Off balance

March 22, 1994|By Robert Eisner

LIKE a villain in a bad horror movie, the balanced budget amendment pops back to life every time it is killed.

The proposal was defeated by only 12 votes in the House on Thursday -- just weeks after it was rejected by the Senate -- encouraging its supporters to gear up for another try next year.

The amendment is bad economics, but it will keep coming back until we debunk the economic myths perpetuated by the debate.

Foremost, we need to understand what the national debt is and is not. It is not something we owe to other countries; it is a debt of the government to its own people.

Abraham Lincoln had it right in his 1864 annual message to Congress: "Held as it is for the most part by our own people, it has become a substantial branch of national, though private, property. . . .Men can readily perceive that they cannot be much oppressed by a debt which they owe to themselves."

Government debt is, in effect, the exact opposite of private debt: The greater a person's debt, given his assets, the less his net worth; the greater the government's debt, the greater the people's net worth.

The national debt is not the $4.4 trillion figure so often cited, but is really what the government calls the "gross federal debt held by the public," some $3.3 trillion.

(This properly excludes over a trillion dollars of accounting entries that the Treasury Department makes for accumulated surpluses in Social Security and other government trust funds.)

Less than 20 percent of the debt is owed to foreigners, and that percentage has been declining; it was over 21 percent before the big deficit years of the 1980s.

Since the debt is overwhelmingly owed to Americans -- as individuals or through pension funds, businesses, banks, insurance companies and state and local governments -- it does not represent borrowing from the future or a burden on our children.

The debt or liabilities of the government are the assets of the American people, assets that will be bequeathed to our children.

The balanced budget amendment's chief sponsor, Sen. Paul Simon of Illinois, makes little sense when he argues that instead of having "invested in its future, we are the first generation . . . .to borrow from its future."

We might just as well say that the government has given the American people $2.4 trillion of interest-earning assets to bolster their purchasing power and that of their children.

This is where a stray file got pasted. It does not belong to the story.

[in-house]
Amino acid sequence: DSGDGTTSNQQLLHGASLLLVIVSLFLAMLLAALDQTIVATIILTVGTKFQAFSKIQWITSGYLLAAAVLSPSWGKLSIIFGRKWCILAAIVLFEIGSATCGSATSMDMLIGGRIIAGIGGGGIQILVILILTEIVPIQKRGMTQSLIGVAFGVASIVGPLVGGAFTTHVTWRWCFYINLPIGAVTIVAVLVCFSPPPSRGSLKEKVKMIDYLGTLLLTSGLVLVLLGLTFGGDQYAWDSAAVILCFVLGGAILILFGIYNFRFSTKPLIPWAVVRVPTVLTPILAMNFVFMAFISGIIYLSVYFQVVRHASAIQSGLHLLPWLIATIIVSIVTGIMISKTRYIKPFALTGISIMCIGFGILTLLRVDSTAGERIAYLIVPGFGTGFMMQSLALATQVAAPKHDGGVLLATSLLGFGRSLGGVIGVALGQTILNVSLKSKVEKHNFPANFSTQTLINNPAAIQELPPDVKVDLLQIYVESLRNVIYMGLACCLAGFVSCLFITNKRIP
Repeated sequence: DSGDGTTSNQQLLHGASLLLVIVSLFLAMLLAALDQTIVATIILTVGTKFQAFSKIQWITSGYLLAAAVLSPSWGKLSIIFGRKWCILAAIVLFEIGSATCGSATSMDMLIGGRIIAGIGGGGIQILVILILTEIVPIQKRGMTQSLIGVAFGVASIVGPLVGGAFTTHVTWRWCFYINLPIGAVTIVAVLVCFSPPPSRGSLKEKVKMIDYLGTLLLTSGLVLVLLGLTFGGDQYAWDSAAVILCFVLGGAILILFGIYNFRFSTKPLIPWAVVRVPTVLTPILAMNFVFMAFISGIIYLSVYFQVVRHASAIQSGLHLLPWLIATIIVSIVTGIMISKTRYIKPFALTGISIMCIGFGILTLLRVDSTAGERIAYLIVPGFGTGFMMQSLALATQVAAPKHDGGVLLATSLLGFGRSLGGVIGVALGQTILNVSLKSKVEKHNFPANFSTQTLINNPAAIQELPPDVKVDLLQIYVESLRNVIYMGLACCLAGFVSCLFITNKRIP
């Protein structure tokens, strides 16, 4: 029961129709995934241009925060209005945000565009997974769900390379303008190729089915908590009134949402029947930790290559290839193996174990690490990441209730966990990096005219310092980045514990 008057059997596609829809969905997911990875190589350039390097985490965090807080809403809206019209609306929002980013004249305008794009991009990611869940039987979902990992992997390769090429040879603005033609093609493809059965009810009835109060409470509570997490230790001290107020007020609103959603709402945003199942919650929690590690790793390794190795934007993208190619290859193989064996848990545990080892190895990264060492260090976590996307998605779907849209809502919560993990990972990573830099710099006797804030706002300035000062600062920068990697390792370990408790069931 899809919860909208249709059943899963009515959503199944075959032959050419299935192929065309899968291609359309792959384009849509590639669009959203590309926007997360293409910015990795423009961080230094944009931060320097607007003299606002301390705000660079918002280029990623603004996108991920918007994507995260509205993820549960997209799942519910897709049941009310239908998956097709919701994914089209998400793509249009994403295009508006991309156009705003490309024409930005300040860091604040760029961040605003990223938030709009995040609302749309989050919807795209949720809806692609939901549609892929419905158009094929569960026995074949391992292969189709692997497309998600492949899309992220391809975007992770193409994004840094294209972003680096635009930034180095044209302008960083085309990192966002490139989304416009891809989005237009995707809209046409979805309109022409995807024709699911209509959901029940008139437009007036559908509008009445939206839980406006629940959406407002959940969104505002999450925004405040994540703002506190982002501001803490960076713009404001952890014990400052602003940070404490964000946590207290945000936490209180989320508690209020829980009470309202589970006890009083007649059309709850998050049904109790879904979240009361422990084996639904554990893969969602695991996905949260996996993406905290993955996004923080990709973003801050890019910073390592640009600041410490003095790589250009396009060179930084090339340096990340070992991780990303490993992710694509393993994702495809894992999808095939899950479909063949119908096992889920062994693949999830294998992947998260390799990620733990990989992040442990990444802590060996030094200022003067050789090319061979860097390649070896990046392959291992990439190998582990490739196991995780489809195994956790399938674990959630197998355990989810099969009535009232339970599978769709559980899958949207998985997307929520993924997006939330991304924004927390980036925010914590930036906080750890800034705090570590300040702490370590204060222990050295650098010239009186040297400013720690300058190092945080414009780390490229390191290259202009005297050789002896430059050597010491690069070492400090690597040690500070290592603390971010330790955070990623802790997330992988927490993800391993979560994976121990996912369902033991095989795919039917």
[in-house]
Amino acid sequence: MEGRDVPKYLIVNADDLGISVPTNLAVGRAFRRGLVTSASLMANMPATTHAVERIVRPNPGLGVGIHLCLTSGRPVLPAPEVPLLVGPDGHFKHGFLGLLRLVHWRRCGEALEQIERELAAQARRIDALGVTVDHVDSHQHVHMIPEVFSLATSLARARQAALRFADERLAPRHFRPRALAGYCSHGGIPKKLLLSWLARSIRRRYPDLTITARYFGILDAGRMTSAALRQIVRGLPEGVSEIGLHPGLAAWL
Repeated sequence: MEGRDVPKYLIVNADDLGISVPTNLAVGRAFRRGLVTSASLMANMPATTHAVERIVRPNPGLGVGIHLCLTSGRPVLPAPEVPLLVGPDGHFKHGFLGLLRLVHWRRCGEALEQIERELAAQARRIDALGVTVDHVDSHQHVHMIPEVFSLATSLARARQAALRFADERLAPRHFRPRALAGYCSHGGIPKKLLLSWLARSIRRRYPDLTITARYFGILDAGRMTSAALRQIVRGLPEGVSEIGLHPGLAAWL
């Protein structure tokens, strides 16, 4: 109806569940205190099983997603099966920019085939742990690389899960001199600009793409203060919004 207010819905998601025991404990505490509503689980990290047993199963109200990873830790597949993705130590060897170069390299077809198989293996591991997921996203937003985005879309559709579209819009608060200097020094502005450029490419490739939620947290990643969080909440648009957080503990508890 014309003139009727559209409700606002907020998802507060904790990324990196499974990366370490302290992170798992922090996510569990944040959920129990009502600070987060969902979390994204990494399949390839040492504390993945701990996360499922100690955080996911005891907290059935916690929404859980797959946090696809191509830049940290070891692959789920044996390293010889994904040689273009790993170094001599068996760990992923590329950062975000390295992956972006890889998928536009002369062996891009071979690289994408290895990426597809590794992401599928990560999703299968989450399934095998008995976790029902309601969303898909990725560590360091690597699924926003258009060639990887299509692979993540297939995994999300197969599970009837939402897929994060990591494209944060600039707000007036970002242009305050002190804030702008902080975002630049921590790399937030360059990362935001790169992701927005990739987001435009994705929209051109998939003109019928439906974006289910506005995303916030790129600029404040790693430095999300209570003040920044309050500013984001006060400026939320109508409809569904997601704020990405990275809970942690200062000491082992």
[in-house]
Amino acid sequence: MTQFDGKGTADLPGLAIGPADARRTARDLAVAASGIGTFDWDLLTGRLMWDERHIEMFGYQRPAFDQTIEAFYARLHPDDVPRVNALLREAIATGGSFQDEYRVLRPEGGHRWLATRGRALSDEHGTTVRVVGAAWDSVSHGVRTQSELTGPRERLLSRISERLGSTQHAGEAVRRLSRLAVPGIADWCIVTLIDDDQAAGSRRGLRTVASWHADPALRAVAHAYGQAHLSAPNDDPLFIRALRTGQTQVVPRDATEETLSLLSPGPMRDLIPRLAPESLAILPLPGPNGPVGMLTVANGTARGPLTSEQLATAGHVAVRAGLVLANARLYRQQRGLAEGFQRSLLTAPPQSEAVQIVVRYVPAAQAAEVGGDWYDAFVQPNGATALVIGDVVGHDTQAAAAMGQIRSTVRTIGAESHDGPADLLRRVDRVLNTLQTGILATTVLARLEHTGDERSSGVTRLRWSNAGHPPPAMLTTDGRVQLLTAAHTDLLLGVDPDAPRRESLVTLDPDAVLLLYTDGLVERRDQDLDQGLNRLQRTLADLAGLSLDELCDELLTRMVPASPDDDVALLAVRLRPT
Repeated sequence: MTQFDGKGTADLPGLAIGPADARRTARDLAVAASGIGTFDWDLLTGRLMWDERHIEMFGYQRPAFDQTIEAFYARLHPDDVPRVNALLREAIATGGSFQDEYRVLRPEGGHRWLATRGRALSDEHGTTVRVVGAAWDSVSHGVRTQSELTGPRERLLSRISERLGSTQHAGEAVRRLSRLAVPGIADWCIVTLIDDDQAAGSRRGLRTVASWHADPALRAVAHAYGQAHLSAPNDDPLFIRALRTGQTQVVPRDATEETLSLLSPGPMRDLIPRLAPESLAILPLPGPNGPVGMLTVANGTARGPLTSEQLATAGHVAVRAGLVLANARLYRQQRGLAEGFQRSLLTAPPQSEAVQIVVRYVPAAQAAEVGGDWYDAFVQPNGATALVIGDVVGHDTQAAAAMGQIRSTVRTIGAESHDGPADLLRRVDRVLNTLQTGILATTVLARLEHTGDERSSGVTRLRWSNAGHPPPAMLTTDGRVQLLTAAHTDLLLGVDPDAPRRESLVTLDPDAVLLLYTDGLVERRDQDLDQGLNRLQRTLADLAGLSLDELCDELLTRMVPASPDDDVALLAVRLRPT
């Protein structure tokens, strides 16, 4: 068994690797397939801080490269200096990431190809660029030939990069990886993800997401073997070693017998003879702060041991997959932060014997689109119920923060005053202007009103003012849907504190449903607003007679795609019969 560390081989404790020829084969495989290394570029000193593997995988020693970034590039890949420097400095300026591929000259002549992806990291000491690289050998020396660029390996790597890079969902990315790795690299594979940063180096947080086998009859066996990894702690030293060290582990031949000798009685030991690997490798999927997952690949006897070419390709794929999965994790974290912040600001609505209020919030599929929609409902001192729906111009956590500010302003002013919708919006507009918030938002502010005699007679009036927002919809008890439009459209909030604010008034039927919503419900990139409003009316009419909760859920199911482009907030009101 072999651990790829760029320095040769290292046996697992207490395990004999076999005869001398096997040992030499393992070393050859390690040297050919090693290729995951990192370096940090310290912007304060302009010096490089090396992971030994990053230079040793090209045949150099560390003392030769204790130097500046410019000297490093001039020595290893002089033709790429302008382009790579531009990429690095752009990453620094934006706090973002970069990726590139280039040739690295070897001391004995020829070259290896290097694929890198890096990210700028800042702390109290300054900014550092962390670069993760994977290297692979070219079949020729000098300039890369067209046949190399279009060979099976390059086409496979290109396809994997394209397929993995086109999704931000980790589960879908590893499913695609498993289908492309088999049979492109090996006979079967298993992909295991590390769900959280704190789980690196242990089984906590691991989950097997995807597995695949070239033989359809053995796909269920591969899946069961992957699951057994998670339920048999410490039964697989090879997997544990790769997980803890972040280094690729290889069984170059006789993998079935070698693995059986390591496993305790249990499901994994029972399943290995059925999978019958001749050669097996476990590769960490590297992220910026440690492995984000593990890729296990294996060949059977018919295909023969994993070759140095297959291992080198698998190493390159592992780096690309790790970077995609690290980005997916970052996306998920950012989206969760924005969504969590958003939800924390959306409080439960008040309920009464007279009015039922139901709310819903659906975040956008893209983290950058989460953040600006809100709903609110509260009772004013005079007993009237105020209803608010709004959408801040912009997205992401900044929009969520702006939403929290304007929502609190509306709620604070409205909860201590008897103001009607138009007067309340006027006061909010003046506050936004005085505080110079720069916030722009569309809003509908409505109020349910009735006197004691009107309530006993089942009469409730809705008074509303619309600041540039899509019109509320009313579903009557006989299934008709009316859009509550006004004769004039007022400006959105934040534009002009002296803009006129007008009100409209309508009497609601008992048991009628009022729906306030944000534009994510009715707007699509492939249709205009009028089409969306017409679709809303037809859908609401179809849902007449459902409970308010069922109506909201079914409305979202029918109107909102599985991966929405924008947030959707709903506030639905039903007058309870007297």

There is also no sense to the repeated assertion that we are "at the brink of bankruptcy."

No sovereign government can be bankrupt as a result of debt in its own currency. The government's debt consists of paper -- savings bonds and Treasury bills, notes and bonds, promising to pay in dollars.

The government can always get dollars, printing them if necessary -- and that is far from necessary now nor will it be in the foreseeable future. The only way it could be forced to default on its obligations would be through an amendment prohibiting it from making additional outlays or borrowing.

The real issues lie elsewhere, and they stem from the fact that the government's debt is the liquid assets of the American people.

The greater these private assets are, the wealthier Americans will perceive themselves to be, and the more likely they will be to spend. Greater spending means increases in sales, profits, orders for production and hiring of workers.

It is true that if an economy is booming and employment is relatively full, with no more resources available to increase production, higher spending will result in inflation. If this happens, the Federal Reserve would raise interest rates to fight inflation, thereby reducing investment.

But now, with unemployment still close to 7 percent and indications that our brisk recent growth may be slowing, is no time to reduce spending. More spending, not less, will increase investment and consumption as business expands to meet growing demand.

Senator Simon is correct in saying that we are not taking care of ourselves and our future. Crime ravages our cities. Tens of millions of Americans are without health insurance. The environment is deteriorating. Much of a generation is growing up functionally illiterate. We are putting a grave burden on the next generation.

But a balanced budget amendment will do nothing to eliminate these real deficits.

Robert Eisner is author of the forthcoming "The Misunderstood Economy: What Counts and How to Count It."

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